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Johns Hopkins Neuromyelitis Optica (NMO) Clinic
The Johns Hopkins NMO Clinic launched in July 2009 and now follows 210 patients with NMO or NMO Spectrum Disorder (last count March 31, 2014), along with 81 patients with idiopathic transverse myelitis, 45 patients with recurrent transverse myeltis and small handful with recurrent optic neuritis. We also follow a few patients with multiple sclerosis who thought they might have NMO.
Until 2005, 90% of NMO patients were misdiagnosed as multiple sclerosis and treated with medications that did not help. We've become much better at identifying NMO and treating it correctly. Whereas 30% of patients used to be blind or paralyzed within 5 years of diagnosis, now > 70% of our patients are remission without any progression of disease using safe medications.
Dr. Michael Levy directs the NMO Clinic and sees NMO patients in clinic every other Monday. He completed the MD/PhD program at Baylor College of Medicine in Houston, TX (where he grew up), and trained in the neurology residency and fe...llowship programs at Johns Hopkins before joining the faculty in 2009. In addition seeing patients with NMO, Dr. Levy also runs clinical trials in NMO (see the clinical trials page) and runs a basic science laboratory devoted to the finding the cure to NMO.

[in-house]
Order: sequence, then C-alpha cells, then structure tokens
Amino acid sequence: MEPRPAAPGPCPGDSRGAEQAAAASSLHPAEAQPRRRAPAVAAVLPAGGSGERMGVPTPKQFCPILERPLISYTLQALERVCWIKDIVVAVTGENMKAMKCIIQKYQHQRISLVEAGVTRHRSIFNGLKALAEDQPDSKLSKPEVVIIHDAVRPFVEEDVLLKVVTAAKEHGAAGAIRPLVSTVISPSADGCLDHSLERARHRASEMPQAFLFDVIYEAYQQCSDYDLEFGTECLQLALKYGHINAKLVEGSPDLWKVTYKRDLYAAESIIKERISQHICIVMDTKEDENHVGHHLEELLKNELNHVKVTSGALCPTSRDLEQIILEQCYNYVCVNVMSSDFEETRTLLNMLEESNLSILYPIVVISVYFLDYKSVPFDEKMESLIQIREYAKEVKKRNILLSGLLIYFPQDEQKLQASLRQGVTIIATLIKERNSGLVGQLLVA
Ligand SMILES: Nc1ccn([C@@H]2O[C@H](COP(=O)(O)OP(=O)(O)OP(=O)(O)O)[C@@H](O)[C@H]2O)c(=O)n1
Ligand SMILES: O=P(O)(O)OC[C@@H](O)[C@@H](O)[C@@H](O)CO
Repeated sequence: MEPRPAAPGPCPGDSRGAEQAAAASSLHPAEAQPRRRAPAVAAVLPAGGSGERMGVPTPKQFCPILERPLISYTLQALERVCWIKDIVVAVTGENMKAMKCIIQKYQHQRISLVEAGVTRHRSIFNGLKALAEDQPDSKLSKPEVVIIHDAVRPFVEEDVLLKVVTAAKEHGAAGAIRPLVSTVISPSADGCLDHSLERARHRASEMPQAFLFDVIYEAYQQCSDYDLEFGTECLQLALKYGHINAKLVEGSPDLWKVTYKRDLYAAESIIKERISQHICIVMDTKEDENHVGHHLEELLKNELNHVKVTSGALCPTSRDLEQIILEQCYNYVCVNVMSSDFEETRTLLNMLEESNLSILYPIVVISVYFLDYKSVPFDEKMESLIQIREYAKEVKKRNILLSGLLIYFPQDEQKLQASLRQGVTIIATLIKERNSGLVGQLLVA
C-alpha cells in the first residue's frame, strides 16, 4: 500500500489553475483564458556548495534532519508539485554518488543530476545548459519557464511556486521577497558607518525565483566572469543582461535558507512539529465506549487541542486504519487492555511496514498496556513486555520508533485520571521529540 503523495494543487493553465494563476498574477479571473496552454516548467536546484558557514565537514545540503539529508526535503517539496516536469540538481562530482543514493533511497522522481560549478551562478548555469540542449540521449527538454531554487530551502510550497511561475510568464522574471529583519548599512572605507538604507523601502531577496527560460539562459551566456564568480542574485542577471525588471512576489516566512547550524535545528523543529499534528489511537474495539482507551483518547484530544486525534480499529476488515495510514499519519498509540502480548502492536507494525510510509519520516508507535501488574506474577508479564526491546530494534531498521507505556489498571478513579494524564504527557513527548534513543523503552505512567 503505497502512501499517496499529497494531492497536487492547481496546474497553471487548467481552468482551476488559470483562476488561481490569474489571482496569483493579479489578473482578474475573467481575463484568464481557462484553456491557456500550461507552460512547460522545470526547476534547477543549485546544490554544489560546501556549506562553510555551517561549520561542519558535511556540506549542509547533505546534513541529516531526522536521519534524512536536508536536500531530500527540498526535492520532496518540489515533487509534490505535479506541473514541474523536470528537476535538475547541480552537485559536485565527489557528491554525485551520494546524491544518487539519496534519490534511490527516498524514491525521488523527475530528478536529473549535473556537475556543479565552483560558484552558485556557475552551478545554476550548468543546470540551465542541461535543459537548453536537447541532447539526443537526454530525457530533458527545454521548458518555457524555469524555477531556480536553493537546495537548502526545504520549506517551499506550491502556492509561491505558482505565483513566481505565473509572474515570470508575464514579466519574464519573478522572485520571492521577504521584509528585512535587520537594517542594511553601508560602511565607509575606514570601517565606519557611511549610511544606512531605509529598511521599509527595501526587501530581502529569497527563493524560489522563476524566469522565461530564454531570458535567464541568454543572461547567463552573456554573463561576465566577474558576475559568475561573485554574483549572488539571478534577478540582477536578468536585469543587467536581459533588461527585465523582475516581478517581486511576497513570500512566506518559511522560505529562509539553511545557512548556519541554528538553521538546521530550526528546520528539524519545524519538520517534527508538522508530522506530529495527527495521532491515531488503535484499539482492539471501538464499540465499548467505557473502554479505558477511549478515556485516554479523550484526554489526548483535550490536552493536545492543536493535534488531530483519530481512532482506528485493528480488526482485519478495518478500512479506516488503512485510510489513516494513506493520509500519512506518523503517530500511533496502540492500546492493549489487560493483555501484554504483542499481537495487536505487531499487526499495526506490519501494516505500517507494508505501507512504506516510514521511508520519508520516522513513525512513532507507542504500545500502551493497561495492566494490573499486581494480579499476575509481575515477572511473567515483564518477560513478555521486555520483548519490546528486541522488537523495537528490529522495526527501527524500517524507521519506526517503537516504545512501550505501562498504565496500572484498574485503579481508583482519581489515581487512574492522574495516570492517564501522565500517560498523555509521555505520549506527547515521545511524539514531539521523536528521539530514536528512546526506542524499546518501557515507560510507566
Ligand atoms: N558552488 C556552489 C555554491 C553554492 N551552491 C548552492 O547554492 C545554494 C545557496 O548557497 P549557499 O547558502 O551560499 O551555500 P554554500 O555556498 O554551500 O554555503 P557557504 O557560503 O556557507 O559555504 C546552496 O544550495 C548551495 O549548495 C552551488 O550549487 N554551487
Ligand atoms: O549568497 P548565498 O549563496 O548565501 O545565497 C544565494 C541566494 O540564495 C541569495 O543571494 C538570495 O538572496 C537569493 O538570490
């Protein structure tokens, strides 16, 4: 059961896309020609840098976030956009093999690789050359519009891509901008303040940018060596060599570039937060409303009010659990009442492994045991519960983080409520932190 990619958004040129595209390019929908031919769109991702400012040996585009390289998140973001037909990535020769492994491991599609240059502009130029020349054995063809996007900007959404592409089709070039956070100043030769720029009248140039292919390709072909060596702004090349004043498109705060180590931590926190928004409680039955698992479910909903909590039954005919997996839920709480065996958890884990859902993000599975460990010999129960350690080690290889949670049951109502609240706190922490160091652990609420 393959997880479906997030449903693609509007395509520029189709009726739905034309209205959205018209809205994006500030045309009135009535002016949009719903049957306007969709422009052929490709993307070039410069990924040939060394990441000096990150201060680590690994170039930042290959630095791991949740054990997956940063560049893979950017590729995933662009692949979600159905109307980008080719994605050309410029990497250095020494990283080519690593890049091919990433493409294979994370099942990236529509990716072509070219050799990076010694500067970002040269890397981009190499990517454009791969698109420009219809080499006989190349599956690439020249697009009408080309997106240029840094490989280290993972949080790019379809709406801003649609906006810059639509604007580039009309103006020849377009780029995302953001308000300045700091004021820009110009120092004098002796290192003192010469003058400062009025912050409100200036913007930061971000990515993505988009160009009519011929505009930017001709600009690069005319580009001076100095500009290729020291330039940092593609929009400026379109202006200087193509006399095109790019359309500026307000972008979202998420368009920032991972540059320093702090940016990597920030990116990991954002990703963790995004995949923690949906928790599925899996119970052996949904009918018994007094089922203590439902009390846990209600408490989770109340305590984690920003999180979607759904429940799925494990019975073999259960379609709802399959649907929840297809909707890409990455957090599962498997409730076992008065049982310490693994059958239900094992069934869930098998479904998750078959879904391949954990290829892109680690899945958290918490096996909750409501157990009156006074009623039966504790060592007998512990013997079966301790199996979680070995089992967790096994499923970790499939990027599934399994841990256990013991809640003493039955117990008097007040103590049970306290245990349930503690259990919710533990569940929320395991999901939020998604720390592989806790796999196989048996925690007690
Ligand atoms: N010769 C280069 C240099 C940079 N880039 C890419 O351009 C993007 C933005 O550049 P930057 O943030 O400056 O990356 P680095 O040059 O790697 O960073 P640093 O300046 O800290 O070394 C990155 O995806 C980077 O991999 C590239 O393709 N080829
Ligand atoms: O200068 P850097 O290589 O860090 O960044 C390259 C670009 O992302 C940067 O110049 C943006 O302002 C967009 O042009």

Maureen Mealy, RN, is the program director for the Johns Hopkins Transverse Myelitis Center and the NMO Clinic. Maureen graduated from the University of Maryland and obtained her nursing degree from the Johns Hopkins School of Nursing. She has 7 years of experience in neurocritical care nursing and 6 years of experience working with patients with NMO.
Regina Brock-Simmons, RN, is the clinical coordinator for all of the trials in NMO. While Regina is relatively new to NMO, she has 10 years of experience running clinical trials at Johns Hopkins and is also trained in phlebotomy and infusions. view more
Neuromyelitis Optica Research Lab
Neuromyelitis optica (NMO), also known as Devic's disease, is a neuroinflammatory disorder of the optic nerves and spinal cord. Our lab is focused on understanding the pathogenesis of NMO using animal models and cell culture techniques. Recent studies have found an antibody in NMO patients, the NMO-IgG disease, that binds aquaporin-4 (AQP4) found on astrocytes and other cell types.We are trying to understand the relationship of the NMO-IgG to the pathogenesis of NMO. We are also focused on understanding why NMO preferentially attacks the optic nerves and spinal cord. Toward this goal, we found that AQP4 isoforms are differentially expressed on astrocytes in these tissues compared to other tissues in the nervous system (see publications). Aquaporin-4 isoform expression may be critically important in predisposition to disease in NMO.